But Geballe said Connecticut is consistently in the top 10 states per capita in testing and the high volume is leading to some lag time in getting results back. “The turnaround time for lab results continues to be solid overall, with the statewide median at 48 hours and more than 75 percent of tests coming back in less than three days. This is up slightly in the last week but the main challenge we are experiencing is at point of sample collection,” Geballe said.
The state is averaging more than 30,000 tests per day in the past few weeks, Geballe said.
Middlesex Health, which runs Middlesex Hospital, is seeing test results for patients and those who are scheduled for surgery come back in two, or more often, three days, said Carol Beatman, laboratory director.
For all others, test results are coming back in four to five days, with most coming in closer to five days, Beatman said. “I think it’s going to get worse,” she said.
All Middlesex tests go to Quest Laboratories for processing, she said. It’s the lab that determines that hospitalized patients and patients waiting for surgery are the top priorities, Beatman said.
“Quest is making those decisions,” Beatman said. “Those are the priorities along with nursing home patients which are also considered priority one.”
Employees of Middlesex Health are not prioritized or fast-tracked, she said. Early on, healthcare workers had been a priority three, she said. But that designation has been dropped, Beatman said.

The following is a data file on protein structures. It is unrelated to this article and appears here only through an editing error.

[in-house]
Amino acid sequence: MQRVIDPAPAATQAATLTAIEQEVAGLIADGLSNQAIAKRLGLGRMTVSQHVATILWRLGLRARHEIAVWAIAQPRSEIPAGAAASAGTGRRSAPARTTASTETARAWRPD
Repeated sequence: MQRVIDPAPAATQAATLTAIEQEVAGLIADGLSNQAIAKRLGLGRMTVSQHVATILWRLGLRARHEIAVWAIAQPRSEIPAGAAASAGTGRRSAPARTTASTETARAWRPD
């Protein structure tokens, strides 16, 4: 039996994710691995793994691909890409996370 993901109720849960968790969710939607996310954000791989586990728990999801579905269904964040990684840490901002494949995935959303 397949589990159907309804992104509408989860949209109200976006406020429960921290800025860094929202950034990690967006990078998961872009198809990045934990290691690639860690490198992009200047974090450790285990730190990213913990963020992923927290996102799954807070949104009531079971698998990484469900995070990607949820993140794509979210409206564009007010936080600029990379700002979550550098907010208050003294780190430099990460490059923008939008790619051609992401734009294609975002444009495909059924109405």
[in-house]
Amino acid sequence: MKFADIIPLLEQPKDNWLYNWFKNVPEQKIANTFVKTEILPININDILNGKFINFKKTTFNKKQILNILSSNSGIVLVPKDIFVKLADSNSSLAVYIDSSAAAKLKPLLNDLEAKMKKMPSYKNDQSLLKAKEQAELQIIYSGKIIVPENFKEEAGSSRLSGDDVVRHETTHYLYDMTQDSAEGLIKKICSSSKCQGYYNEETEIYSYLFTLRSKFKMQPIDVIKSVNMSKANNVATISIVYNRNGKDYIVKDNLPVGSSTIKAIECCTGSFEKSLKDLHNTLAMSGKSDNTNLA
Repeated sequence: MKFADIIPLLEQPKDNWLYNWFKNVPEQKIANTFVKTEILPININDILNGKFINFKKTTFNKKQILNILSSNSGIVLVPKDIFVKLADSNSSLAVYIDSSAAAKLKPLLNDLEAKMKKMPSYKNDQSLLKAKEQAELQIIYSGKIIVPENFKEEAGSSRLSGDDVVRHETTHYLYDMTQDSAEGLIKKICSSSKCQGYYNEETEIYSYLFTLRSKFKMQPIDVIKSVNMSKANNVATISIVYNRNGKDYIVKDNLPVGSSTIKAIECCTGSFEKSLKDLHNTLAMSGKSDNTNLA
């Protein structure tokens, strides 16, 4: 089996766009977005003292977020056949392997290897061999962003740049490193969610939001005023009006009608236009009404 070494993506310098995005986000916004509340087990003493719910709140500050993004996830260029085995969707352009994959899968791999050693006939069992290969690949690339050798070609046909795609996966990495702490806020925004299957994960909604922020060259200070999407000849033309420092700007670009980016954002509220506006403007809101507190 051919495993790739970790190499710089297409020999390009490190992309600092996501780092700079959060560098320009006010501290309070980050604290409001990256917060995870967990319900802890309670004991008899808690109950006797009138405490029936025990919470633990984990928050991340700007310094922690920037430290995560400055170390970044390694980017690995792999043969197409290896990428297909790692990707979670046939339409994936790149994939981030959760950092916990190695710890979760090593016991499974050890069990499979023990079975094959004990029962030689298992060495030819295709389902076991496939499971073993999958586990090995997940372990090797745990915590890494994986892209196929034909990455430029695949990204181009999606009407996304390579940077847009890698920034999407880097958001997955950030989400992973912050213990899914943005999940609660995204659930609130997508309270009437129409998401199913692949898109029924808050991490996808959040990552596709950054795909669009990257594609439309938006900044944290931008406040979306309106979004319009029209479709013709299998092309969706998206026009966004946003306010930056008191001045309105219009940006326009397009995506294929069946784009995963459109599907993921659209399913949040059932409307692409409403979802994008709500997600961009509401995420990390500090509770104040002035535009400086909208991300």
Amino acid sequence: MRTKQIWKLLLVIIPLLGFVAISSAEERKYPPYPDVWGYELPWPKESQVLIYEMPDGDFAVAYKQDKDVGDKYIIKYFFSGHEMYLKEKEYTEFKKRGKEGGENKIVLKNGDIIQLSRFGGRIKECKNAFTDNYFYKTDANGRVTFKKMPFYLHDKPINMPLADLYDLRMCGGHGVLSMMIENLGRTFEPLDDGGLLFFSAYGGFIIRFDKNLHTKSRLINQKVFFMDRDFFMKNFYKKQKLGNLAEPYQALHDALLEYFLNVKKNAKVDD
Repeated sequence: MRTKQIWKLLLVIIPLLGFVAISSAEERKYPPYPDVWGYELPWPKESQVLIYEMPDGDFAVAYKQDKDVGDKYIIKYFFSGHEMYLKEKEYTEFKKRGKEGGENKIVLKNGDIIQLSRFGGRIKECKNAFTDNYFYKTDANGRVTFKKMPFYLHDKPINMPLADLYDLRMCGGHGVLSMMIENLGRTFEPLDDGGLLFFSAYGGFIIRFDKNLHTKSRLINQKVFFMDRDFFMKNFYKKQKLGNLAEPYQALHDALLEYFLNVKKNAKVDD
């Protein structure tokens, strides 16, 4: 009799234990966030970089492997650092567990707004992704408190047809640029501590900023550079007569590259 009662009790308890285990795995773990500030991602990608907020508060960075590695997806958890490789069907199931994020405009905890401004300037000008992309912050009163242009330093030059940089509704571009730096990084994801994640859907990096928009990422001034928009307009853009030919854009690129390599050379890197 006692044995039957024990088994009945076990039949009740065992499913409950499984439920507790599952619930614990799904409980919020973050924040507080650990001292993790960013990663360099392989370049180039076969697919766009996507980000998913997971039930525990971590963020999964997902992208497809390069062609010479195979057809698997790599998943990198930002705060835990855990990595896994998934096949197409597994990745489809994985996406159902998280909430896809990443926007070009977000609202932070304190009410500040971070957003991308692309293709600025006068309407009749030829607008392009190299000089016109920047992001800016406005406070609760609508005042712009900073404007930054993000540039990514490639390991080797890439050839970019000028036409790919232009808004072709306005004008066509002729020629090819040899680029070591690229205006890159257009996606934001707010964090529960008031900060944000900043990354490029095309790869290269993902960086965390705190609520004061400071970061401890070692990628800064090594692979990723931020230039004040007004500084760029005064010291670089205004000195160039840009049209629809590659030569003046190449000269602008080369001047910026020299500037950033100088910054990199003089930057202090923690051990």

“There aren’t enough resources to meet the needs,” she said. “We are seeing this across the country.”
Hartford HealthCare was not separating or prioritizing symptomatic employees because it wasn’t an issue, said Dr. Mitchell McClure, clinical executive leader for COVID testing for Hartford HealthCare. “We haven’t needed a separate process until recently,” McClure said. “Right now we’re creating a separate workflow to create easier access for employees. We are caught in a huge demand for testing but there wasn’t any wait time up until this month.”
Hartford HealthCare has been conducting 3,000 to 5,000 tests a day at nine drive-through sites and at various mobile testing events at homeless shelters and in other underserved areas, McClure said. Some of the tests are processed at the Hartford HealthCare lab while others are sent out.
McClure maintains that the vast majority of tests are returned in three days. “What we see every time there is a spike in demand is that the turnaround times get longer,” he said. “But thus far they have been keeping up pretty well.”
Jeffrey Kobylarz was concerned by Saturday morning when his son’s test hadn’t come back yet. The funeral for his father was approaching on Monday. He didn’t know if he and his wife should get tested in advance of the funeral since he didn’t know whether his son was going to test positive. “How were we going to find out quickly?” he said.
Andrew was scared, he said. He had been on the Facebook call with the rest of the family to say goodbye to his grandfather, Jeffrey Kobylarz said. The hospital wasn’t allowing visitors, so Jeffrey hadn’t seen his son since Thursday when he dropped him off at the Emergency Department.
“There should be some type of prioritization,” Kobylarz said. “It should be a matter of importance.”